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Covid-19: HMRC's Stamp Office introduces temporary measures

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This is in response to recent measures put in place to stop the spread of Covid-19, which mean that it is not currently possible to physically stamp documents or accept payment by cheque.

The temporary process

Taxpayers must now pay any stamp duty due electronically using Faster Payment, BACS or CHAPS and then email an electronic copy (e.g. a scanned PDF) of the stampable instrument and any supporting documents to HMRC at

Any instruments already posted should be resubmitted electronically. They will otherwise not be stamped until the temporary Covid-19 measures end. Similarly, cheques will not be banked until that time, so payment should be made again electronically (and the cheque cancelled to avoid the risk of double payment).

Instruments must still be fully completed, signed and dated (using a power of attorney if necessary) and the 30 day deadline for paying stamp duty and presenting the instrument of transfer for stamping remains the same. HMRC has, however, confirmed that it will accept electronic signatures while Covid-19 measures are in place, which is a welcome relaxation given the current difficulties in obtaining ‘wet ink’ signatures.

Although not expressly covered in HMRC’s updated guidance, instruments will also need to be submitted electronically where the ‘wait and see’ process applies, whether for initial stamping or final stamping. For final stamping applications, this will be the case regardless of whether HMRC has previously retained the original instrument pending final determination of the consideration or returned it provisionally stamped. Where the consideration is finally determined after the Covid-19 measures have ended, instruments submitted electronically for initial stamping during this period will likely need to be submitted by post for final stamping.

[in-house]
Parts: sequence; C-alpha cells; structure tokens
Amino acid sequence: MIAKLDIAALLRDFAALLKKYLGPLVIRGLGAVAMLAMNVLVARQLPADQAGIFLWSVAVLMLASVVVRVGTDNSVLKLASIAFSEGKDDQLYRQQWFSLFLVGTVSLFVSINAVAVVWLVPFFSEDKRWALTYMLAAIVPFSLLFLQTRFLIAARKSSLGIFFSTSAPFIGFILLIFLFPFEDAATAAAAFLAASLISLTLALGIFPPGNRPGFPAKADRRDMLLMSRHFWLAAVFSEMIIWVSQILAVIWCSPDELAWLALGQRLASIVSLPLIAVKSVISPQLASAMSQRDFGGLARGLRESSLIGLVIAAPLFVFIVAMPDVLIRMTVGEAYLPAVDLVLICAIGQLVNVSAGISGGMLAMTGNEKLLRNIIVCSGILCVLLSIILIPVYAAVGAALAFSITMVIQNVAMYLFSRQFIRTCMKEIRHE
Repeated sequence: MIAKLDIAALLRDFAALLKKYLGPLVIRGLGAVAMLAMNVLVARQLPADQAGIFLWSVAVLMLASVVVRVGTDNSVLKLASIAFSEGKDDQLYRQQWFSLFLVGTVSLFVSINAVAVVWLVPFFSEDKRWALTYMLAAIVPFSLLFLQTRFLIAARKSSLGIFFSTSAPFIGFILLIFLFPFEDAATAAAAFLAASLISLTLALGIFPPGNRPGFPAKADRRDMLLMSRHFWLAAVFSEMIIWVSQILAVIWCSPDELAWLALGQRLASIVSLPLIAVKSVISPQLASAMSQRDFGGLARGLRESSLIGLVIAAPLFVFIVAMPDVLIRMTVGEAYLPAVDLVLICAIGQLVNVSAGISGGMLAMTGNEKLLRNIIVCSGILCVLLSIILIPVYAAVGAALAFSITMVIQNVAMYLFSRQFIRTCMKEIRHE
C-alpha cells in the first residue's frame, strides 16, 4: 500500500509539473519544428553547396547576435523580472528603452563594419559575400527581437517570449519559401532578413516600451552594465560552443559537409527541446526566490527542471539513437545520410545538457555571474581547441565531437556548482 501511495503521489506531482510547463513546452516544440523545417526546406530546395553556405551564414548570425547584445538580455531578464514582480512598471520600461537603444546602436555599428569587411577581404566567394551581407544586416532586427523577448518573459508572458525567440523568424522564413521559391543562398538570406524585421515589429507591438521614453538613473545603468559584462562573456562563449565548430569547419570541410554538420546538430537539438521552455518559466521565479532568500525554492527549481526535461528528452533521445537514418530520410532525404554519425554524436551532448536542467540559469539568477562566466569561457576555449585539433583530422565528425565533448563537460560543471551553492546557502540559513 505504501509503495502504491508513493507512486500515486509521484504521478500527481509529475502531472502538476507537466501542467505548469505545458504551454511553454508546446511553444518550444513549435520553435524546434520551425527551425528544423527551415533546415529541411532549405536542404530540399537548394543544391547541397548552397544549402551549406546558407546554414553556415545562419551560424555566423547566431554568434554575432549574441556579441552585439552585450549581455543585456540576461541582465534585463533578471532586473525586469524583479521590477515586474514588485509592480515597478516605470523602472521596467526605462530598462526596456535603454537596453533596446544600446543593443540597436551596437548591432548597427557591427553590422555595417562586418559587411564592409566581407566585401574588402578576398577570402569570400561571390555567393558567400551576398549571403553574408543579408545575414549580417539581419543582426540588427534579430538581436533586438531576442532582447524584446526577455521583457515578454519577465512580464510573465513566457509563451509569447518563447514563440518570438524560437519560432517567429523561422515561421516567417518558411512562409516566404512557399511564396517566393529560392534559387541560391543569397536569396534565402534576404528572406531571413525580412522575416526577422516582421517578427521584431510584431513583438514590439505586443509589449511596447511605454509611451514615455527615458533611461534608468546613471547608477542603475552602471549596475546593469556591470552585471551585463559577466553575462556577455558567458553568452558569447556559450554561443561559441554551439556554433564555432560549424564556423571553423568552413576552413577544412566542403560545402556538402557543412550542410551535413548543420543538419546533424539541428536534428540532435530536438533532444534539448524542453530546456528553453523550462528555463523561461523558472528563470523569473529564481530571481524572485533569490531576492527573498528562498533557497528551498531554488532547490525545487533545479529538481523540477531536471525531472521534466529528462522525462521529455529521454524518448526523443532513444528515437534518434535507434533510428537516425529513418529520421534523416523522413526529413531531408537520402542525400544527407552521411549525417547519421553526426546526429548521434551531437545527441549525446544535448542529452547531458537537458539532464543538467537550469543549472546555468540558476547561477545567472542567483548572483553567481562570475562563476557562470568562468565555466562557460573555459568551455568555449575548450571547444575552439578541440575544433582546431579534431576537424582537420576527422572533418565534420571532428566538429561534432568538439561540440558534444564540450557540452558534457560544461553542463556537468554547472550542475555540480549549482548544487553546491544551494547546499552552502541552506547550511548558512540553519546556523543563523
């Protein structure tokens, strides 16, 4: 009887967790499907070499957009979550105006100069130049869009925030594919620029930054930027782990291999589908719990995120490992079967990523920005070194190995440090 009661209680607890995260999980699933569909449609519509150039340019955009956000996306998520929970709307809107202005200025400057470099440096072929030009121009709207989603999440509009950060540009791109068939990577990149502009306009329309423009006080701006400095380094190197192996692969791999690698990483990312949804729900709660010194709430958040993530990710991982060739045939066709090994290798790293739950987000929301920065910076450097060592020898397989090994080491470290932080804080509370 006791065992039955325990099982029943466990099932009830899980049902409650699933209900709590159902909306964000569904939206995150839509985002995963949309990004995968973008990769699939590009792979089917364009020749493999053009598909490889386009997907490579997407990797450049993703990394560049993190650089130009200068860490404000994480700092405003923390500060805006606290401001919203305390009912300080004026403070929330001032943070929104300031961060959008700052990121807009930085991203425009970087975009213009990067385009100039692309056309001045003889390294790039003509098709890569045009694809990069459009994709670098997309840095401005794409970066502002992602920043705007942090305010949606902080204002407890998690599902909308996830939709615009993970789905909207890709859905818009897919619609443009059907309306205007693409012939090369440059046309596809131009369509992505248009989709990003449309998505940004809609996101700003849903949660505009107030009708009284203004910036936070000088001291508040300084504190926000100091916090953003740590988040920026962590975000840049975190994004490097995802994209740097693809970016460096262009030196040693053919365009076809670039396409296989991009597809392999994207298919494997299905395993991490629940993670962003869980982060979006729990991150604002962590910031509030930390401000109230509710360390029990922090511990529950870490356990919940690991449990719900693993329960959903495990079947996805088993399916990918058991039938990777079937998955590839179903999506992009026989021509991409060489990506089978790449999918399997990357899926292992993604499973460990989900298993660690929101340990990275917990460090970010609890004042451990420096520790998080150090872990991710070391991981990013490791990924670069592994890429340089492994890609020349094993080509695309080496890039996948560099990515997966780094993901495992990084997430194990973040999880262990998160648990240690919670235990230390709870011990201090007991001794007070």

Taxpayers should contact HMRC (using the email address above) if they cannot get a stock transfer form or instrument of transfer signed and dated, or if they are unable to make an electronic payment.

HMRC’s response

HMRC will not acknowledge receipt of each individual notification. Once the documents have been checked, HMRC will issue a letter (sent by email) confirming receipt of the stamp duty payment and providing assurance that HMRC will not pursue a penalty against the registrar for registering the new ownership of the shares.

HMRC says that it aims to deal with 80% of applications within 15 working days (although it suggests taxpayers should allow 20). Once received, the confirmation letter should be provided to the registrar of the company along with the stock transfer form and the share certificate. The letter should be kept with the relevant instrument as evidence of payment of stamp duty.

HMRC’s expectation seems to be that these measures should provide sufficient comfort to registrars and taxpayers. However, HMRC does not confirm that an instrument processed in accordance with their revised guidance will be treated as ‘duly stamped’, as required by several provisions of the Stamp Act 1891. As a technical matter, it therefore remains an offence for a registrar to register the transfer (regardless of HMRC’s confirmation that it will not enforce the £300 penalty) and, absent legislative changes, the instrument could not be relied upon in court unless subsequently stamped.

Other applications

Other applications, including claims for relief and applications for confirmation that the court order sanctioning a scheme of arrangement will not be subject to stamp duty, should also be submitted electronically, along with electronic versions of the relevant documents. For relief claims, HMRC has announced that to minimise file sizes it will temporarily only require a list of shareholders and the shares they hold rather than full copies of registers of members.

As regards own share purchases, Companies House has confirmed that it will accept and register an unstamped SH03 form if it is accompanied by a letter from HMRC confirming that the correct duty has been paid. 

Helen Mackey, Eversheds Sutherland